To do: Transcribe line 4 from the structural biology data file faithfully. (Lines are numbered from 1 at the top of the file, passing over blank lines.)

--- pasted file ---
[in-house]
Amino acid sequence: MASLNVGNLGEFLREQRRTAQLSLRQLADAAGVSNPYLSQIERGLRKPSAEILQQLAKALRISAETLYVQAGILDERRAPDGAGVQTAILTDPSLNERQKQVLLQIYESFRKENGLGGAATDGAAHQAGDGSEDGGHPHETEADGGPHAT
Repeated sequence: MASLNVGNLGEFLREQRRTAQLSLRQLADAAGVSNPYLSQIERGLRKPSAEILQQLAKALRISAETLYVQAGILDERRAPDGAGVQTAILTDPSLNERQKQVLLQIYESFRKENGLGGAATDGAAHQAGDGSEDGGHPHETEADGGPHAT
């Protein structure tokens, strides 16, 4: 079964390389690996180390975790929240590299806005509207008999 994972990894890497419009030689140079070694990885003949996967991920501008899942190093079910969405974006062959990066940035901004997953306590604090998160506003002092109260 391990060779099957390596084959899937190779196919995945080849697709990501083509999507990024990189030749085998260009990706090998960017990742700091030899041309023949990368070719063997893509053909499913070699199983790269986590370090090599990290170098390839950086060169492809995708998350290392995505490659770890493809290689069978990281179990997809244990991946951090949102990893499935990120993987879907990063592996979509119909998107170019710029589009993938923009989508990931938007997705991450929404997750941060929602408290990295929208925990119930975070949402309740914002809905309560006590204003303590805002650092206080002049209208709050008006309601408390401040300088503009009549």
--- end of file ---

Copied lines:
């Protein structure tokens, strides 16, 4: 079964390389690996180390975790929240590299806005509207008999 994972990894890497419009030689140079070694990885003949996967991920501008899942190093079910969405974006062959990066940035901004997953306590604090998160506003002092109260 391990060779099957390596084959899937190779196919995945080849697709990501083509999507990024990189030749085998260009990706090998960017990742700091030899041309023949990368070719063997893509053909499913070699199983790269986590370090090599990290170098390839950086060169492809995708998350290392995505490659770890493809290689069978990281179990997809244990991946951090949102990893499935990120993987879907990063592996979509119909998107170019710029589009993938923009989508990931938007997705991450929404997750941060929602408290990295929208925990119930975070949402309740914002809905309560006590204003303590805002650092206080002049209208709050008006309601408390401040300088503009009549």